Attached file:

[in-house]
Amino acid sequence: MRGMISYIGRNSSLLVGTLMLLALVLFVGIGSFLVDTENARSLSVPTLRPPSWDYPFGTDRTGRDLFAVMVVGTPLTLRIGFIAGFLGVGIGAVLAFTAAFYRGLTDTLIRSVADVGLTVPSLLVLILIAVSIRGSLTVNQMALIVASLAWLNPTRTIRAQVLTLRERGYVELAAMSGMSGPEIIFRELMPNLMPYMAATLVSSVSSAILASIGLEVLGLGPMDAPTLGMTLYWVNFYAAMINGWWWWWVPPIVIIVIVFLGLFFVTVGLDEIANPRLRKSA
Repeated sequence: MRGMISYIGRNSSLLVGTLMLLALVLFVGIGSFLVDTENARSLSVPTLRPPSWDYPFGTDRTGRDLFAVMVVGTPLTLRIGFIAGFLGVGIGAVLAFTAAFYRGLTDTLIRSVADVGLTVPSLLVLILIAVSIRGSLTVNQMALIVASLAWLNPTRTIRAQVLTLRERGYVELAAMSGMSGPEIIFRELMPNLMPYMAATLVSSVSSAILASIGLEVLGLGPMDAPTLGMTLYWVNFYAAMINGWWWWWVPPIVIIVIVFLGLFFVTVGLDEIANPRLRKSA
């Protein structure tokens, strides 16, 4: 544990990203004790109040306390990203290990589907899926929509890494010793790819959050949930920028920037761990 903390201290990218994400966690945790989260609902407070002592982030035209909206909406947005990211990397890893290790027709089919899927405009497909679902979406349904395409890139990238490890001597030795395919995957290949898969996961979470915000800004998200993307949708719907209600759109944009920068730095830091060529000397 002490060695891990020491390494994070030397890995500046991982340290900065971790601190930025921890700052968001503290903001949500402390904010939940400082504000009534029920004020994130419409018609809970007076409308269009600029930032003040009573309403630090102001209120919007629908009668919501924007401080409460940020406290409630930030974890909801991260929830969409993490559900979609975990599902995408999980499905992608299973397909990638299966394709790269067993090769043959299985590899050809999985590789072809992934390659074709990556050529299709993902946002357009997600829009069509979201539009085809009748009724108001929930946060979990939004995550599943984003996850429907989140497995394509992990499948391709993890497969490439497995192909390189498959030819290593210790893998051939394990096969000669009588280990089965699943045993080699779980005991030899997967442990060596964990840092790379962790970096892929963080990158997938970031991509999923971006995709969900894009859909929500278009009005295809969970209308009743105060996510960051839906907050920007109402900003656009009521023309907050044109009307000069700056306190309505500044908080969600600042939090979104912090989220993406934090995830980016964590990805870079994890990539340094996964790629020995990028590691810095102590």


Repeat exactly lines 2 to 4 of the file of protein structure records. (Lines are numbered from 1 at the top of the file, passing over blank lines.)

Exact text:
Amino acid sequence: MRGMISYIGRNSSLLVGTLMLLALVLFVGIGSFLVDTENARSLSVPTLRPPSWDYPFGTDRTGRDLFAVMVVGTPLTLRIGFIAGFLGVGIGAVLAFTAAFYRGLTDTLIRSVADVGLTVPSLLVLILIAVSIRGSLTVNQMALIVASLAWLNPTRTIRAQVLTLRERGYVELAAMSGMSGPEIIFRELMPNLMPYMAATLVSSVSSAILASIGLEVLGLGPMDAPTLGMTLYWVNFYAAMINGWWWWWVPPIVIIVIVFLGLFFVTVGLDEIANPRLRKSA
Repeated sequence: MRGMISYIGRNSSLLVGTLMLLALVLFVGIGSFLVDTENARSLSVPTLRPPSWDYPFGTDRTGRDLFAVMVVGTPLTLRIGFIAGFLGVGIGAVLAFTAAFYRGLTDTLIRSVADVGLTVPSLLVLILIAVSIRGSLTVNQMALIVASLAWLNPTRTIRAQVLTLRERGYVELAAMSGMSGPEIIFRELMPNLMPYMAATLVSSVSSAILASIGLEVLGLGPMDAPTLGMTLYWVNFYAAMINGWWWWWVPPIVIIVIVFLGLFFVTVGLDEIANPRLRKSA
């Protein structure tokens, strides 16, 4: 544990990203004790109040306390990203290990589907899926929509890494010793790819959050949930920028920037761990 903390201290990218994400966690945790989260609902407070002592982030035209909206909406947005990211990397890893290790027709089919899927405009497909679902979406349904395409890139990238490890001597030795395919995957290949898969996961979470915000800004998200993307949708719907209600759109944009920068730095830091060529000397 002490060695891990020491390494994070030397890995500046991982340290900065971790601190930025921890700052968001503290903001949500402390904010939940400082504000009534029920004020994130419409018609809970007076409308269009600029930032003040009573309403630090102001209120919007629908009668919501924007401080409460940020406290409630930030974890909801991260929830969409993490559900979609975990599902995408999980499905992608299973397909990638299966394709790269067993090769043959299985590899050809999985590789072809992934390659074709990556050529299709993902946002357009997600829009069509979201539009085809009748009724108001929930946060979990939004995550599943984003996850429907989140497995394509992990499948391709993890497969490439497995192909390189498959030819290593210790893998051939394990096969000669009588280990089965699943045993080699779980005991030899997967442990060596964990840092790379962790970096892929963080990158997938970031991509999923971006995709969900894009859909929500278009009005295809969970209308009743105060996510960051839906907050920007109402900003656009009521023309907050044109009307000069700056306190309505500044908080969600600042939090979104912090989220993406934090995830980016964590990805870079994890990539340094996964790629020995990028590691810095102590």